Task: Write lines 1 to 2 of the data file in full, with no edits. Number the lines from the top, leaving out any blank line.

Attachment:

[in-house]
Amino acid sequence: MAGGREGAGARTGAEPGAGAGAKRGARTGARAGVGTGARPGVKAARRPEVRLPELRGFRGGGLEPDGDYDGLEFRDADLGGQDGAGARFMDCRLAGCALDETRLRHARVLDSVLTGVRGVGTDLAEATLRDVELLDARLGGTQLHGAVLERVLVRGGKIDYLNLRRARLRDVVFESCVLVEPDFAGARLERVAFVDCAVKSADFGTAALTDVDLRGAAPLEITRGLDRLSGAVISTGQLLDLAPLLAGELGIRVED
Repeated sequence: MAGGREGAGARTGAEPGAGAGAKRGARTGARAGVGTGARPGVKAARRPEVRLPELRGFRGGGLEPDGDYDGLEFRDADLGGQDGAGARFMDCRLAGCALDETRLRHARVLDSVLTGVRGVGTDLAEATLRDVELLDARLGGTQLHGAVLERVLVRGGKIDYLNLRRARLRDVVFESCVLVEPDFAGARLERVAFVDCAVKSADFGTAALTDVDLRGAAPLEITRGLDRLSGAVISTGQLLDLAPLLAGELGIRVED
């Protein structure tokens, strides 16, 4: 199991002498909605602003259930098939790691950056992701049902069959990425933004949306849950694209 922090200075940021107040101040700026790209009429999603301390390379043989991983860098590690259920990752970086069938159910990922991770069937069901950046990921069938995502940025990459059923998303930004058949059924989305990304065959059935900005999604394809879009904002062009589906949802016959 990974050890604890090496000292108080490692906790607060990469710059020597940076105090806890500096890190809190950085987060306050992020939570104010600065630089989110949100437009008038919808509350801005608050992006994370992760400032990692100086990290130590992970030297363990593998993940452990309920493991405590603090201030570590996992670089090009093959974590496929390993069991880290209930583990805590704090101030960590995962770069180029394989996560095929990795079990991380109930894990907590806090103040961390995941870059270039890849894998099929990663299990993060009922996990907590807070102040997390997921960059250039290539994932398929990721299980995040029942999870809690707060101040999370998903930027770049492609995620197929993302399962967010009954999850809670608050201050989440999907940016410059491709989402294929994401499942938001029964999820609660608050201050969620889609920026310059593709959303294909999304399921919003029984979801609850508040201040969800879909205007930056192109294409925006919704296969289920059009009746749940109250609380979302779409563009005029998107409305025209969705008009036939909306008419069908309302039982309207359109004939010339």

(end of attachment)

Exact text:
[in-house]
Amino acid sequence: MAGGREGAGARTGAEPGAGAGAKRGARTGARAGVGTGARPGVKAARRPEVRLPELRGFRGGGLEPDGDYDGLEFRDADLGGQDGAGARFMDCRLAGCALDETRLRHARVLDSVLTGVRGVGTDLAEATLRDVELLDARLGGTQLHGAVLERVLVRGGKIDYLNLRRARLRDVVFESCVLVEPDFAGARLERVAFVDCAVKSADFGTAALTDVDLRGAAPLEITRGLDRLSGAVISTGQLLDLAPLLAGELGIRVED